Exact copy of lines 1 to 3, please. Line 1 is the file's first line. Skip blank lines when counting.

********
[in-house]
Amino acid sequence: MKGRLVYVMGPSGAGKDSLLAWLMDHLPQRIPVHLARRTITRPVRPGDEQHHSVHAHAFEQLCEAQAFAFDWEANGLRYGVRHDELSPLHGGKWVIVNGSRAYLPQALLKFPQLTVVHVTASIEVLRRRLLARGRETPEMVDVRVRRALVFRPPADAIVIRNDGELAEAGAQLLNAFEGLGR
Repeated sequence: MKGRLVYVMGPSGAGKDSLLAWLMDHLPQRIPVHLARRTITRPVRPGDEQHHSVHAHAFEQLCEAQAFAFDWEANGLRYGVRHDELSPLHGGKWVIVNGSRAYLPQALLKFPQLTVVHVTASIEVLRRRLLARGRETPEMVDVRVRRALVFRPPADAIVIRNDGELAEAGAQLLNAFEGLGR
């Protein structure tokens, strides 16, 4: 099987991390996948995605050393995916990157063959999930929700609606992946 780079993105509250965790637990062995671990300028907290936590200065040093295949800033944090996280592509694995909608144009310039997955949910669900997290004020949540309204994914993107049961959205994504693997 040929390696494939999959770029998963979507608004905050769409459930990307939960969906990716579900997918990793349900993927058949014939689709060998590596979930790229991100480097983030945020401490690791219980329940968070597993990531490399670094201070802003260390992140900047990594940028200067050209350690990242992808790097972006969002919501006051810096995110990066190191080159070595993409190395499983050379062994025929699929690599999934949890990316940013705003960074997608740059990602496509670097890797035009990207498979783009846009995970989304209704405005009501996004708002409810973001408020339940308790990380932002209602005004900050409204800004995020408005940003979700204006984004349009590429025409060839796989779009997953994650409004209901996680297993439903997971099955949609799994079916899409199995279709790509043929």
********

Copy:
[in-house]
Amino acid sequence: MKGRLVYVMGPSGAGKDSLLAWLMDHLPQRIPVHLARRTITRPVRPGDEQHHSVHAHAFEQLCEAQAFAFDWEANGLRYGVRHDELSPLHGGKWVIVNGSRAYLPQALLKFPQLTVVHVTASIEVLRRRLLARGRETPEMVDVRVRRALVFRPPADAIVIRNDGELAEAGAQLLNAFEGLGR
Repeated sequence: MKGRLVYVMGPSGAGKDSLLAWLMDHLPQRIPVHLARRTITRPVRPGDEQHHSVHAHAFEQLCEAQAFAFDWEANGLRYGVRHDELSPLHGGKWVIVNGSRAYLPQALLKFPQLTVVHVTASIEVLRRRLLARGRETPEMVDVRVRRALVFRPPADAIVIRNDGELAEAGAQLLNAFEGLGR